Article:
A student’s personal journey through the nursing program
Shawn Reed — Editor-in-Chief
I am convinced that Queen and David Bowie wrote “Under Pressure” after speaking to a room full of nursing students. I think it’s safe to say as I scan my classroom that everyone is burned out. There is this uneasy surge in emotion that closely resembles desperation. Secretly we’re all thinking the same thing. We’re all wondering when this will end, if it will end, and if it will have to be done again. In our dreams we hear call bells and wake screaming normal values, and pathophysiology of diseases we may never treat.
My brain is fried. My words tend to fall out of my mouth and land in the ears of those listening to me in a disjointed series of stories as I find myself desperately trying to remember how to speak. I find myself thinking in pictures and images and wishing that I could somehow download those images to other people.
Sometimes I imagine that my classmates and I are in some sort of sick reality show. I keep wondering when someone will tell me that I’ve won a new car, but when I open my eyes I’m still staring at a 1991 Buick Century.
I think the thing that reminds me why I get out of bed and do this to myself are the stories I collect from patients and their families. On those days when I am not in a class room, or hunched over a book, the clinical floor serves to reconnect my heart with the reason why I chose nursing as a career. I don’t really care about tasks that some view as tedious like the filling of water, or the cleaning of a patient because I view these as an exercise in trust.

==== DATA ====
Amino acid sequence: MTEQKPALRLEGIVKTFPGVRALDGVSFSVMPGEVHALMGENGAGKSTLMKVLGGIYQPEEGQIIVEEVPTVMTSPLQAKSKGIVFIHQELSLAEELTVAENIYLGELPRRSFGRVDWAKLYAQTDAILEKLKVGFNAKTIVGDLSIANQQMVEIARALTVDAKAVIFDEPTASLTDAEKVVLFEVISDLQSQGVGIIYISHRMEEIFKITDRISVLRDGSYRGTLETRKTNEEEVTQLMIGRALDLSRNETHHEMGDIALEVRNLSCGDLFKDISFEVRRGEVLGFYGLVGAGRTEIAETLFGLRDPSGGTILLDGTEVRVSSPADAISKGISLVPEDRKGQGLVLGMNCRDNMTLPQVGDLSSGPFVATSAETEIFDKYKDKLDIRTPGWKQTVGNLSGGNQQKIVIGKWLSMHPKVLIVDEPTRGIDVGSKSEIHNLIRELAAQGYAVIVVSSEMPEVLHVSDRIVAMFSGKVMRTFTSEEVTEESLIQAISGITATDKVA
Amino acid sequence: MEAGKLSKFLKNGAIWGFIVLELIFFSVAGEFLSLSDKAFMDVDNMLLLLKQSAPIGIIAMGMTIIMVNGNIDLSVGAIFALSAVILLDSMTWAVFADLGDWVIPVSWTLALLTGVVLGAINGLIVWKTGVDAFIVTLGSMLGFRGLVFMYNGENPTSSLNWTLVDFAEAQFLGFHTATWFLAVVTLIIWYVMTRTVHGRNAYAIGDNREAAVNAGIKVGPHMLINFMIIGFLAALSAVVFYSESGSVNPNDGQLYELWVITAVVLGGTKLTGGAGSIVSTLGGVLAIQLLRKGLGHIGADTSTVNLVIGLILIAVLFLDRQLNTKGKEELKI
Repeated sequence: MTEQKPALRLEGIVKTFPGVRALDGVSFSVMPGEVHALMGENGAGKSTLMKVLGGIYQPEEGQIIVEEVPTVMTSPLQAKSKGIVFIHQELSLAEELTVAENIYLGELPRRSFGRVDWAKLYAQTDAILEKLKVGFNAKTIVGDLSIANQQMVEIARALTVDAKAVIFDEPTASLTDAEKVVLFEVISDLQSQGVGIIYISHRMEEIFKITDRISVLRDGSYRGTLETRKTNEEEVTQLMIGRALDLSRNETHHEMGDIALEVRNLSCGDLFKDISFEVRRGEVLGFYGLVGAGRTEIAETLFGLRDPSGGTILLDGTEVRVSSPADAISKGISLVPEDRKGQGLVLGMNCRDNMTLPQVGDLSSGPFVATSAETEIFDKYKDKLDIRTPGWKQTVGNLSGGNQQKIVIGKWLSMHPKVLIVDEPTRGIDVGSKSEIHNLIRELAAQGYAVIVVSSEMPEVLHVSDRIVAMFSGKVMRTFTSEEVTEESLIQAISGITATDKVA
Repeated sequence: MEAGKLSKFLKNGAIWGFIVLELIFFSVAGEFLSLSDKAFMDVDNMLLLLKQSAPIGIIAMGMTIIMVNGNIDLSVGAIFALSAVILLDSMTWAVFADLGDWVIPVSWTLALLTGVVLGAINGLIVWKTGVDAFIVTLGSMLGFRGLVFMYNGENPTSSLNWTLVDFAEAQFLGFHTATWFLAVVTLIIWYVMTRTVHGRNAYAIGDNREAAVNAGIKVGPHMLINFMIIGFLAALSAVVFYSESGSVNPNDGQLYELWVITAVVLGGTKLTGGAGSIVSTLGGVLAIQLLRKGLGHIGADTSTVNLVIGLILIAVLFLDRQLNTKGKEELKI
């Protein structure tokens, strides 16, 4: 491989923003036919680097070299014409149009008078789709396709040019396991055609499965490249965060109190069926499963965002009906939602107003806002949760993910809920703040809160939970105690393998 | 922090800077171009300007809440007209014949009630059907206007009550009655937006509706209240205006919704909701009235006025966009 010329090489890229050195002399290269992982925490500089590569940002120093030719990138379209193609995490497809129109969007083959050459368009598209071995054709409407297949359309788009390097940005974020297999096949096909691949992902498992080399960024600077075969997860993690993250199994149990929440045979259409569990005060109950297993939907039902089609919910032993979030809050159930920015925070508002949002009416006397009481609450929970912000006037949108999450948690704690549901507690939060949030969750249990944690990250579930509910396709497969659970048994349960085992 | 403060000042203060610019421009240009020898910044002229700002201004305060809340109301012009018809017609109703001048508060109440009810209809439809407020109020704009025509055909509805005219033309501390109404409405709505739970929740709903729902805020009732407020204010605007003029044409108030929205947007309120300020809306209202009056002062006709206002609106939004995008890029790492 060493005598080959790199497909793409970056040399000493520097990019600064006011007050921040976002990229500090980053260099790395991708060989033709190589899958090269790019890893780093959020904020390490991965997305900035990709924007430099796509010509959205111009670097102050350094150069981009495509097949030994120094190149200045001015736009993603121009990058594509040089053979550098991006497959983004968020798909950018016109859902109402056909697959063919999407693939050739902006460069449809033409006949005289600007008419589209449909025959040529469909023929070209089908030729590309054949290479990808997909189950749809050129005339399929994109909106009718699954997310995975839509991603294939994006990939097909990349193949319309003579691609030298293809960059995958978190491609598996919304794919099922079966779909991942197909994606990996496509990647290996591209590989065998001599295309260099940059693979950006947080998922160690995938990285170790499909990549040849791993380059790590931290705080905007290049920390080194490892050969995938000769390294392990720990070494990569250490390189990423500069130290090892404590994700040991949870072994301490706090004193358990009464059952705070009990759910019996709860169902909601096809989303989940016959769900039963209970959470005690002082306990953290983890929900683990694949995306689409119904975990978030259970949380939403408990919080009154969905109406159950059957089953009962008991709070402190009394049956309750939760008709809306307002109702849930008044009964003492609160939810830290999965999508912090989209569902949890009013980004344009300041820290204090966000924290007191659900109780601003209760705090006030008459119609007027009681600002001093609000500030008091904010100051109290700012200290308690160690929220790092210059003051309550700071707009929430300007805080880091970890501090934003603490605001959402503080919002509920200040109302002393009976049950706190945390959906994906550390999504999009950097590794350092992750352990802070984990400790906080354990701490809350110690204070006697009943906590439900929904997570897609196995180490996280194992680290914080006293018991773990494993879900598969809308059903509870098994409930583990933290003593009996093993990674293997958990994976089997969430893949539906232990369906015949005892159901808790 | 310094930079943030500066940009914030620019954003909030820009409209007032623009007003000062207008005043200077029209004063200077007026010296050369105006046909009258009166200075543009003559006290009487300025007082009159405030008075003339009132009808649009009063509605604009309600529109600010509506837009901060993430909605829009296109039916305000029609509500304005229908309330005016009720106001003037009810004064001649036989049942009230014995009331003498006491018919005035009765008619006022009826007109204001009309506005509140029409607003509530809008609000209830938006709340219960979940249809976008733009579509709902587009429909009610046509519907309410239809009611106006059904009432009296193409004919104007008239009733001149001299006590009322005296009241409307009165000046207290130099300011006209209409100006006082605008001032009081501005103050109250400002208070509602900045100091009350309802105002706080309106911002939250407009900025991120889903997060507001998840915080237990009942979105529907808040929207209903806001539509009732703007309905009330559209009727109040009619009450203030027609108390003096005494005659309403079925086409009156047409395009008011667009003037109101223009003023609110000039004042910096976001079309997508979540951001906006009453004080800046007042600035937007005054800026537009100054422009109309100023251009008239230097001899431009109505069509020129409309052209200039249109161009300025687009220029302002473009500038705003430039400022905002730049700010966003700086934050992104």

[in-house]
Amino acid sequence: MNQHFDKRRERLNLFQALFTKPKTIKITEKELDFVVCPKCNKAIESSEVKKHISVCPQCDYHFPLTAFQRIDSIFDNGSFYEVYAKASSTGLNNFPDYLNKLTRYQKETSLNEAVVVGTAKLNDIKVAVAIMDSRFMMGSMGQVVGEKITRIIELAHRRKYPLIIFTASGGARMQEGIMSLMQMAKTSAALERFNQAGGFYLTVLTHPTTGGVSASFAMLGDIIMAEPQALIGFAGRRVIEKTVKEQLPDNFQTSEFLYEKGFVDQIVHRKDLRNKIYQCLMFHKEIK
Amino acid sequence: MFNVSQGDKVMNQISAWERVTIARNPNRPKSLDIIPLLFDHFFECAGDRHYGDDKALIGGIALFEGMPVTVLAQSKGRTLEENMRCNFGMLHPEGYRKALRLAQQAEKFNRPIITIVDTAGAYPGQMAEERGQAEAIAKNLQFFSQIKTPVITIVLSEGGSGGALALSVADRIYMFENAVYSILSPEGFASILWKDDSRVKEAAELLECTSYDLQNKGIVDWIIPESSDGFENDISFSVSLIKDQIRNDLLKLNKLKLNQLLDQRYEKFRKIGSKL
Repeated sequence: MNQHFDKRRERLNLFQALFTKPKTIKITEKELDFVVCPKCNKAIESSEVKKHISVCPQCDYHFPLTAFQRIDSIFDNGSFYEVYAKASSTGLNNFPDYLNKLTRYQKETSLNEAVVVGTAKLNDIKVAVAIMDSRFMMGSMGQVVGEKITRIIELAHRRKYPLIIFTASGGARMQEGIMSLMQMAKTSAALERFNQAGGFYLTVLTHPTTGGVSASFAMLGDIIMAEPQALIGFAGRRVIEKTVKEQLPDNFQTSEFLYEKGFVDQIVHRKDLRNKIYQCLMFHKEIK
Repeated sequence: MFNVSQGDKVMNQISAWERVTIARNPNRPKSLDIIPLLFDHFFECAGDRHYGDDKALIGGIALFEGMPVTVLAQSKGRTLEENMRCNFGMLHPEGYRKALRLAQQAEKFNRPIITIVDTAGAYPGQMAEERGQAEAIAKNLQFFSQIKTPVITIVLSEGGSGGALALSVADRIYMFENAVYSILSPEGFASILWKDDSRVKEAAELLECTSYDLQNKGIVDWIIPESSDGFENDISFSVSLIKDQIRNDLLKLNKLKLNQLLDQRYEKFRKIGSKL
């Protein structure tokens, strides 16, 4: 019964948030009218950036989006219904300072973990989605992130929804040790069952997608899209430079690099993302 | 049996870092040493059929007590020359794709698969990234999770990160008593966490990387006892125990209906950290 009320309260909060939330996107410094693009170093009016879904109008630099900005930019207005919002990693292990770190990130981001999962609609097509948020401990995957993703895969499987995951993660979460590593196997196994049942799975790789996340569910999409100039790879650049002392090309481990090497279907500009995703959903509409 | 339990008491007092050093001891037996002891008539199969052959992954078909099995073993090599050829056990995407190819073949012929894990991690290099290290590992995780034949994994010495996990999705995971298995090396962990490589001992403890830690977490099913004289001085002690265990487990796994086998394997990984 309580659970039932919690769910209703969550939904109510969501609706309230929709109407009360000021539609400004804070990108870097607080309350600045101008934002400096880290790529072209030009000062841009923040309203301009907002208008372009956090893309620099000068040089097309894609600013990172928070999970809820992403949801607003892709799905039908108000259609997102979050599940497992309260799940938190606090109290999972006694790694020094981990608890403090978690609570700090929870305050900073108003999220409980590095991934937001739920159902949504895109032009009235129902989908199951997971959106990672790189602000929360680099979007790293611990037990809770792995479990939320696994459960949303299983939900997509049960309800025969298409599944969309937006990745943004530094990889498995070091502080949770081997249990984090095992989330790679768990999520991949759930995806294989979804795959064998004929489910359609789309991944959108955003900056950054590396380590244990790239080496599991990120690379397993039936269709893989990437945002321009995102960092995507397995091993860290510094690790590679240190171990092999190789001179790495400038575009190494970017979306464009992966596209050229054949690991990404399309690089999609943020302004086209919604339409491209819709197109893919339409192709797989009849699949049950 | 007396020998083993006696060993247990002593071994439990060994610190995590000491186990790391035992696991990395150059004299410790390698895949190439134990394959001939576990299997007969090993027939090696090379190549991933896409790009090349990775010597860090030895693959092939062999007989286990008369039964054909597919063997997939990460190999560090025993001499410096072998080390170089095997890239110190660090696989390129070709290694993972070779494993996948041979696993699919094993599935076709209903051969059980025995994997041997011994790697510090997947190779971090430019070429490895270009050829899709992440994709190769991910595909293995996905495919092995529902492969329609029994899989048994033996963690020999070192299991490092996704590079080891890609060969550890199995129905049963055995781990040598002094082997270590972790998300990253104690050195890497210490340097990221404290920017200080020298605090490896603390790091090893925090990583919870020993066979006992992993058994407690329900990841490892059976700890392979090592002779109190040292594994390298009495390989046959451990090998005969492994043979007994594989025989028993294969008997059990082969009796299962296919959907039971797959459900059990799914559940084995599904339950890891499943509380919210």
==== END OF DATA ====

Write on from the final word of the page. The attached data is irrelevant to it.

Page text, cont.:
The problem therein lies; I can not turn the collector in me off. I think somewhere I must have a sign on my forehead that says, “Tell me your story,” because I’ve had far too many instances lately of strangers asking for my help in one way or another. Now this would be fine if I wasn’t so tapped mentally that every request outside of those I am tasked to do irritates me. As I write this in the “Live Wire” office I am listening to the chattering of people talking next door in the piano room. I’m finding my coping skills aren’t what they should be. I realize I have started to hate the sound of my own name. This is not negativity but rather honesty. It is honest of me to say that I, like other people, do have a limit on the amount of empathy or concentration I am able to muster at any given time.
I write a line, listen to the incessant giggling next door, and then watch a Vine only to come back trying to make sense of my last sentence. I imagine this is what an egg must feel like before it hits a pan, only the difference is it takes much less time to cook scrambled eggs than the twenty or so days left of this semester.
My tolerance and my resolve is wavering. I find myself pushing on only because there is a voice buried somewhere in my head that assures me the light at the end of the tunnel is actually a race of alien beings who have come to save me.
This semester was busier than most. As I turn over the reins of the Student Nursing Organization (SNO) to a new group of capable, and talented nursing students I feel somewhat relieved. I’m hopeful that I may one day be able to tolerate the sound of my name and the muffled giggling of people in the piano room.